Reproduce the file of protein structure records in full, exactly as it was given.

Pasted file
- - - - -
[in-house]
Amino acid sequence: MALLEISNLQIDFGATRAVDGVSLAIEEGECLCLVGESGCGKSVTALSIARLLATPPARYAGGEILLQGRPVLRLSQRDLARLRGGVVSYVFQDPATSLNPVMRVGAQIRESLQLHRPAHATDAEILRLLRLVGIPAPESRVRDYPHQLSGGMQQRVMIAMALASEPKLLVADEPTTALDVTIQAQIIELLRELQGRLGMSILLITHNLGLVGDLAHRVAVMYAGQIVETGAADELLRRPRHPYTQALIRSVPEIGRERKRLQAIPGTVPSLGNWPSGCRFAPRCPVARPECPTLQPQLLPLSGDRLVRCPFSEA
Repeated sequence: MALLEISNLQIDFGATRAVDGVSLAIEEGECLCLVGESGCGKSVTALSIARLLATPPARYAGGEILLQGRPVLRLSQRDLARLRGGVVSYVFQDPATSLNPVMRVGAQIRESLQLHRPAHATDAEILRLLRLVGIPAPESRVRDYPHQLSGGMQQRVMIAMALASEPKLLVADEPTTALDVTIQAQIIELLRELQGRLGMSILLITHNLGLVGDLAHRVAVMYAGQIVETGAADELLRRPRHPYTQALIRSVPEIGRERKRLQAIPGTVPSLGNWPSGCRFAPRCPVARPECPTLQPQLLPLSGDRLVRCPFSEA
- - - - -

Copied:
[in-house]
Amino acid sequence: MALLEISNLQIDFGATRAVDGVSLAIEEGECLCLVGESGCGKSVTALSIARLLATPPARYAGGEILLQGRPVLRLSQRDLARLRGGVVSYVFQDPATSLNPVMRVGAQIRESLQLHRPAHATDAEILRLLRLVGIPAPESRVRDYPHQLSGGMQQRVMIAMALASEPKLLVADEPTTALDVTIQAQIIELLRELQGRLGMSILLITHNLGLVGDLAHRVAVMYAGQIVETGAADELLRRPRHPYTQALIRSVPEIGRERKRLQAIPGTVPSLGNWPSGCRFAPRCPVARPECPTLQPQLLPLSGDRLVRCPFSEA
Repeated sequence: MALLEISNLQIDFGATRAVDGVSLAIEEGECLCLVGESGCGKSVTALSIARLLATPPARYAGGEILLQGRPVLRLSQRDLARLRGGVVSYVFQDPATSLNPVMRVGAQIRESLQLHRPAHATDAEILRLLRLVGIPAPESRVRDYPHQLSGGMQQRVMIAMALASEPKLLVADEPTTALDVTIQAQIIELLRELQGRLGMSILLITHNLGLVGDLAHRVAVMYAGQIVETGAADELLRRPRHPYTQALIRSVPEIGRERKRLQAIPGTVPSLGNWPSGCRFAPRCPVARPECPTLQPQLLPLSGDRLVRCPFSEA